In Texas, they execute their “bad” people. The years spent waiting on Death Row are compressed into a grim yet succinct ceremony which is carried out with callous precision and cold order. The journey from holding cell, to gurney, and “into the abyss”- post lethal injection – is completed within minutes. The case file is closed and all those affected try to move on with their lives. In his film Into the Abyss, documentary leader Werner Herzog introduces two inmates, whose crime is used to explore the societal environment of Conroe, Texas, prison life, and capital punishment in America.
Murder is always senseless. But it becomes even more disturbing when murder is committed on a whim, ‘just because’ and over a material possession. The crime in question begins with the coveting of a hot red Camero owned by Sandra Stotler, a middle aged mother living in a gated Texas community. Michael Perry and Jason Burkett, both aged 19, both raised in a town where camper trailers and dilapidated trucks were the substitutes for warm beds and stable homes, wanted to take the car for a joy ride, so they killed her, her son and his best friend. It’s as simple as that. Using police footage from the crime scenes, and a participatory approach to questioning, Herzog leads Perry and Burkett through informal conversations that reconstruct the events of that night and the days subsequent to the murders. We learn that Perry sits on Death Row, and Burkett, who resides in the same prison as his father, was sentenced to life. Allowing the most poignant moments to occur organically, what emerges from the film’s discourse is the contrast between the thoughtless crime against the focused urgency of Perry’s fight for his right to life. Eight days away from being executed, Perry, disillusioned and appearing unremorseful, thinks he might still have a chance. Herzog objectively presents the case; can robbing a victim’s life actually be compensated through the arranged death of the perpetrator.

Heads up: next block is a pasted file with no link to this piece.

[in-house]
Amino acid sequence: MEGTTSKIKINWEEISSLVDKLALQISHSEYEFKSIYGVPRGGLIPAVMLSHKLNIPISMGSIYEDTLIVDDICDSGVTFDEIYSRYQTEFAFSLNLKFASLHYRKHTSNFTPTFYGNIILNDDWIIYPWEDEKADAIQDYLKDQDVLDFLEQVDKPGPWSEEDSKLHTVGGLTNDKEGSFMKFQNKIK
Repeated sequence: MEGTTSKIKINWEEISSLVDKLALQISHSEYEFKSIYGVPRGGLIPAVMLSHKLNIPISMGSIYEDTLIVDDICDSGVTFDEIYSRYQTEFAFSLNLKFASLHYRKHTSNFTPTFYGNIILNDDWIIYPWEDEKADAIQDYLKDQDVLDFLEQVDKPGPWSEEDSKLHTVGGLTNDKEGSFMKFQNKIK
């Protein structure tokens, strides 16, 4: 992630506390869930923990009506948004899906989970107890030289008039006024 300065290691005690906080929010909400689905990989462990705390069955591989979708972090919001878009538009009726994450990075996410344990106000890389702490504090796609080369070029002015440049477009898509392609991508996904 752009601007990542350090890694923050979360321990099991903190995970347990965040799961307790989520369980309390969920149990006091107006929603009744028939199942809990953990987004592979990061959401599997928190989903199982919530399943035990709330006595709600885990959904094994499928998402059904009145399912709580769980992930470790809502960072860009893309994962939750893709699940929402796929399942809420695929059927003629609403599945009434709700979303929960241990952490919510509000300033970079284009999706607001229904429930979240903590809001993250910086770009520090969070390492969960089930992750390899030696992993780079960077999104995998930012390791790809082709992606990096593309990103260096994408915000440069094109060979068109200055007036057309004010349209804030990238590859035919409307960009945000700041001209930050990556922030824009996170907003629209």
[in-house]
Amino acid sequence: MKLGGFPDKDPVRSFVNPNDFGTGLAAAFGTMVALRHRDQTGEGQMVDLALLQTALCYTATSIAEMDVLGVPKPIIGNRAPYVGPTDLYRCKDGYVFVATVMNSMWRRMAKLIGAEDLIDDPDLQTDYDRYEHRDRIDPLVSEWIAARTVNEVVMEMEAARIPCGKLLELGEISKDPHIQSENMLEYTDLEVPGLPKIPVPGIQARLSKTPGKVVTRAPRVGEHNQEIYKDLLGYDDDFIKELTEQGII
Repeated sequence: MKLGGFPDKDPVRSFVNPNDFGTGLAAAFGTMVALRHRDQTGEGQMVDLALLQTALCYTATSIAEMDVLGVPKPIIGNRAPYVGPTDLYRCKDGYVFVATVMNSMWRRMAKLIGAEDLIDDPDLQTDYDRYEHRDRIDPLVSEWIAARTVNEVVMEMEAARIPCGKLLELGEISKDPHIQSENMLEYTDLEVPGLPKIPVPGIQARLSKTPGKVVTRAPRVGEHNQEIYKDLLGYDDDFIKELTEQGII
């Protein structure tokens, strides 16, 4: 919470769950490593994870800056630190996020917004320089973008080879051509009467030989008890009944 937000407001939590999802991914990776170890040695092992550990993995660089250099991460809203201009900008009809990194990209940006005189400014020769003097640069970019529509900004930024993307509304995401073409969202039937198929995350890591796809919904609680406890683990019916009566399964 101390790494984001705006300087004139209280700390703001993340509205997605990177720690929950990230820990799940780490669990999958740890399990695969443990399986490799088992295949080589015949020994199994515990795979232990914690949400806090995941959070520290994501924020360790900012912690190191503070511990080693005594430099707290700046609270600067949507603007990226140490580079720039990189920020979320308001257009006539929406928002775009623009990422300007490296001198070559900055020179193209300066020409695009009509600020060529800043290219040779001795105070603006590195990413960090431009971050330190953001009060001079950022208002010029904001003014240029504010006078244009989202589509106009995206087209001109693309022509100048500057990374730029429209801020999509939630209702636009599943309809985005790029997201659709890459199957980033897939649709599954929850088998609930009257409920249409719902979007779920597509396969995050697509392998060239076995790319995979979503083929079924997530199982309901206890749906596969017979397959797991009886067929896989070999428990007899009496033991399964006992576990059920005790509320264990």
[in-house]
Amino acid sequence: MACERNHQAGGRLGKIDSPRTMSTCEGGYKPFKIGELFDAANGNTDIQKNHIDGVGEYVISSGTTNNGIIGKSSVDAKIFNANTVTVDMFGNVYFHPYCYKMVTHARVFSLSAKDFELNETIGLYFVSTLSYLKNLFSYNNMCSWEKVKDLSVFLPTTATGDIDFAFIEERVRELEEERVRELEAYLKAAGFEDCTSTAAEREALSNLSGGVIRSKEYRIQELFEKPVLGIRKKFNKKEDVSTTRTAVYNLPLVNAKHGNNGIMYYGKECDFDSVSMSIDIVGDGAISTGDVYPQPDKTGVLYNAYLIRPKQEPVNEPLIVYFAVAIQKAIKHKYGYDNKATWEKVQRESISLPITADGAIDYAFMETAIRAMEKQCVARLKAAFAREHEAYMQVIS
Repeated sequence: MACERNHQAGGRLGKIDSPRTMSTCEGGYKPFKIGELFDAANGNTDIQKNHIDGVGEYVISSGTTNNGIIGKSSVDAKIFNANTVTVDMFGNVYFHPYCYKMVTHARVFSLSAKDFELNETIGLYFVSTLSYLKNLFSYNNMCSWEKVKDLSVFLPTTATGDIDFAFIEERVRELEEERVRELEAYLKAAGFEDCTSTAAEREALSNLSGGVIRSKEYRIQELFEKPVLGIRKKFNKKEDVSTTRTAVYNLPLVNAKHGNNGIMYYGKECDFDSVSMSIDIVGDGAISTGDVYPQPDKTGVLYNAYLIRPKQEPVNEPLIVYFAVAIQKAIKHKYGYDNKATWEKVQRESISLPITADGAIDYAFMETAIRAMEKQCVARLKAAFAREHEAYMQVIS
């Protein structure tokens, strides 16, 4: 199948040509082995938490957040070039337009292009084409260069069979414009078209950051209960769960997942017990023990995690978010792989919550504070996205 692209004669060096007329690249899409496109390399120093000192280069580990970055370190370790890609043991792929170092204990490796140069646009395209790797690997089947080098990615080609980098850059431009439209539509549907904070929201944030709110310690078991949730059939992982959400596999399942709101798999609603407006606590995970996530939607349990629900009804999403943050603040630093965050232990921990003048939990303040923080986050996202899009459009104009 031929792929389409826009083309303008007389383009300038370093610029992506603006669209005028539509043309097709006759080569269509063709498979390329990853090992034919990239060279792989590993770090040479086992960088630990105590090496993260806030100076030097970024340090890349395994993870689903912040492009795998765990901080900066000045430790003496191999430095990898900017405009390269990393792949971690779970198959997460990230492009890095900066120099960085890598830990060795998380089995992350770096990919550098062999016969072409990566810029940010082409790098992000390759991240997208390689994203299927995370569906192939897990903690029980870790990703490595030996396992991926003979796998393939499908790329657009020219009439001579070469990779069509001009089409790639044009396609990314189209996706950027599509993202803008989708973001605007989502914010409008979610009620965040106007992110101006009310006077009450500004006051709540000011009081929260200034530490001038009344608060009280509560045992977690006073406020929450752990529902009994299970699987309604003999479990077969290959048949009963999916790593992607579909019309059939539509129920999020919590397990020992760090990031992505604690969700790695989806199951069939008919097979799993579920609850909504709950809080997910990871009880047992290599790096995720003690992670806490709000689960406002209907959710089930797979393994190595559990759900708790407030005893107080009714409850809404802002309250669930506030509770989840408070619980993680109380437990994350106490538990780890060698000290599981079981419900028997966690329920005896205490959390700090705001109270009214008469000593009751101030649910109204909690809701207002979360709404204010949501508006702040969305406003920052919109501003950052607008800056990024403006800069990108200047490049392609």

The circumstances of the events presented in Into the Abyss, are sad and gut wrenching, yet my emotional response was not peaked during Perry and Burkett’s exposés but rather, when the environment of living in Conroe, Texas was probed. Burkett’s father plays a significant part in describing their impoverished society, his regrets as a father and his profound feeling of failure. Also affecting are the scenes with Stotler’s daughter, who recounts the tragedies that have infected her life, pre and post murder.
Although Into the Abyss makes for a compelling documentary in terms of subject, there is an emerging trend in Herzog’s last two documentary features that has me worried. In his previous works, up until Encounters at the End of the World, equilibrium between form and content was assured. Respectful of his documentary’s focus, the subject matter explored was always coupled with the Herzog magic of awe-inspiring landscapes and photojournalistic sensitivity. What we expect from the Herzog brand is visual and oral poetry within the very real and often dark subject. In Cave of Forgotten Dreams I felt the Herzog charm slipping, and in Into the Abyss it is below the surface. His distinctive narration, which is the quintessential element that forms the rhythm and creates a profound connection to his films, is unfortunately absent. The emotional content of a Herzogian documentary is still present, yet the empire of inspiring images has been replaced with convention. Perhaps it is his preference for digital format over film format that causes that special something to escape. It may also be that I no longer have the capacity to be amazed by a Herzog documentary. I really hope it’s not the latter. With twenty-five documentary features, nineteen fiction films, and countless shorts under his belt, Herzog is a prolific and masterful filmmaker. His connectedness to the human condition is unparalleled in cinema, and it would be a shame to see such empathy disappear.